by Derick Williamson
Ed. Note—we're going to call this one of our "provocative title" series here at Wattie Ink. publishing. Last month, Derick Williamson of Durata Training in Austin, Texas brought us a cool piece about using kilojoules instead of kilometers to track your long rides. Today he joins us again to talk about...well, I'm not sure yet, from the title. Definitely sounds like a departure for us, though, which is always welcome. Read on!
About a year ago, most of the athletes I work with started seeing an acronym in their training that had a few scratching their heads and asking what it was all about. The acronym was MEME, which all of you social media fans will interpret as “an element of a culture or system of behavior that may be considered to be passed from one individual to another by non-genetic means, especially imitation” (thank you Wikipedia). My acronym, however, simply stood for Most Efficient Most Economical. I’d gotten pretty jaded as a coach to many athletes being so married to their devices that they were not paying attention to what efforts felt like or at what paces/powers actually felt the best for that given day. The responsibility for this dependence partially fell on folks like myself, as I’ve been working with power and paces so much for the past ten years and had advocated much of this intense focus on those metrics. I still feel like pace and power are the gold standard to which athletes should work with in respect to performance specific demands, but athletes need to incorporate some type of non-data driven training through which they pay attention to bio feedback, not digital feedback.
As an athlete when you pay attention to bio feedback (respiratory rate, leg speed/turnover, foot strike, stride length, gearing and cadence, arm drive, muscle tension etc...), you move into a more mindful state of training—a state of training in which you, the athlete, are present and fully engaged in the effort, insteadof chasing a number. Why is this important? Multiple reasons.
Firstly, MEME workouts force you to gain a better sense of the workout demands. When you pay attention to effort you can report to your coach that this felt hard or easy, achievable but challenging, and then you or your coach can use that subjective feedback to adjust the program going forward. I notice this to be especially beneficial for athletes in very hot training environments where a pace/power we might have thought achievable is no longer possible. It’s also helpful as it gives you (the athlete or coach) an indication to when it’s time to bump up the training ranges. If you’ve been doing 6x3min at 270-300w and it’s moved from challenging to only moderate in effort then it’s time to bump those ranges up or extend the workload duration.
Second, using these workouts will reveal to you how hard you can push in an event, which in turn will permit breakthrough performances. Breakthroughs happen when you are holding a pace that you’ve trained for and know is achievable but suddenly realize that you can go beyond: your breathing is so controlled, your leg turnover so fluid and body so relaxed that you—the athlete—determine it’s time to take a risk, pick up the pace a touch, and set a huge new PR. I had an athlete demonstrate this perfectly last year in a marathon. He got to mile 18 and ran a systems check: breathing rate, leg turnover, muscle tension, and how the GI was holding up—things that he had payed close attention to in training. Upon determining all of those variables were in range and felt good, he pushed his pace, took a risk and finished in a huge PR of 2:38! He could have easily just focused on the slower pace we’d determined he could do, but because he was so mindful of his fitness he knew he could push and go for it.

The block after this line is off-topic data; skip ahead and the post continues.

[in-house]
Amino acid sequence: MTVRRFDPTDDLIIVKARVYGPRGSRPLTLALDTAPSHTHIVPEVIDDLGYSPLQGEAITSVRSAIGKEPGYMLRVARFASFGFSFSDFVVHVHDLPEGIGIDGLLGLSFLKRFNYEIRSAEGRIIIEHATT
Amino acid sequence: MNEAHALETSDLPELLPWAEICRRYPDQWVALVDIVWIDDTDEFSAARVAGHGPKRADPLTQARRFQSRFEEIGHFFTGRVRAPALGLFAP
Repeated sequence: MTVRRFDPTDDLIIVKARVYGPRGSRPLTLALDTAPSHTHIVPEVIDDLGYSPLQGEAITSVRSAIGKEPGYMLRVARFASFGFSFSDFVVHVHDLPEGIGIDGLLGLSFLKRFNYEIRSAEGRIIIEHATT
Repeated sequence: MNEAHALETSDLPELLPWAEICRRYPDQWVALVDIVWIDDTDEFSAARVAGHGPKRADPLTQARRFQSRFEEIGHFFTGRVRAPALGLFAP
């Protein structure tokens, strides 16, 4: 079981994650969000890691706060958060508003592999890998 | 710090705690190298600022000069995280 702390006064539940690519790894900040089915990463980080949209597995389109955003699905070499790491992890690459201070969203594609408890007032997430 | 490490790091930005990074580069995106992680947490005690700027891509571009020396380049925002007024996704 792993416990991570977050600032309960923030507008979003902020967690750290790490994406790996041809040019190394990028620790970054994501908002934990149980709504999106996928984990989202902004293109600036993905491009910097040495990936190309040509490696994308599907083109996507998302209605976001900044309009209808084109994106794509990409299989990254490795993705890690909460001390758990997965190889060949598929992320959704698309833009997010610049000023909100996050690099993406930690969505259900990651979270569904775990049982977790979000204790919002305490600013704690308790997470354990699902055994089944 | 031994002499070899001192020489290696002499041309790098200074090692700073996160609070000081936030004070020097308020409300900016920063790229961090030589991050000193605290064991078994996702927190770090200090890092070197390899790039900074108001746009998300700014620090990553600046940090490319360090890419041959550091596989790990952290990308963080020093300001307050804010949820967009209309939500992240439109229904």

Third, MEME workouts offer athletes some autonomy within the effort. We’ve all been there when some days the Most Economical Most Efficient effort for the day is a little faster or a little harder than on other days where you need to back it off of a touch. And finally, to borrow a line from For Love of the Game, MEME workouts force you to “clear the mechanism." In the movie a pitcher played by Kevin Costner repeats this axiom to himself in an attempt to manage all of the distractions around him, remove interfering variables and simply reacting the way the body has been trained. In his case that was to pitch a ball; in your case it’s to simply run, ride or swim with no outside influence. That allows you to be fully present, mindful, and minimally mentally stressed.
So how do you execute these? Incorporate MEME workouts for endurance based efforts where the overriding goal is to maintain or slightly overload a volume component. These are typically prescribed with time instead distance (so no need for your GPS!), and the instructions are simple: settle into an effort that feels most economical and most efficient. Basically settle into what feels fluid and smooth for the day with the caveat not to exceed a 6 or 7 RPE out of 10. Athletes may also benefit from throwing a little intensity into MEME type efforts. This can be as simple as short bursts on the run or bike or negative split runs/rides in which a certain percentage of the time is MEME effort and then there is a percentage that is at 5k-half-marathon type effort or 40k TT or cyclocross race effort. Be creative with it!
So, take a bit of a break from the marriage that can become data overload, build in some MEME workouts and pay attention to what the body is telling you!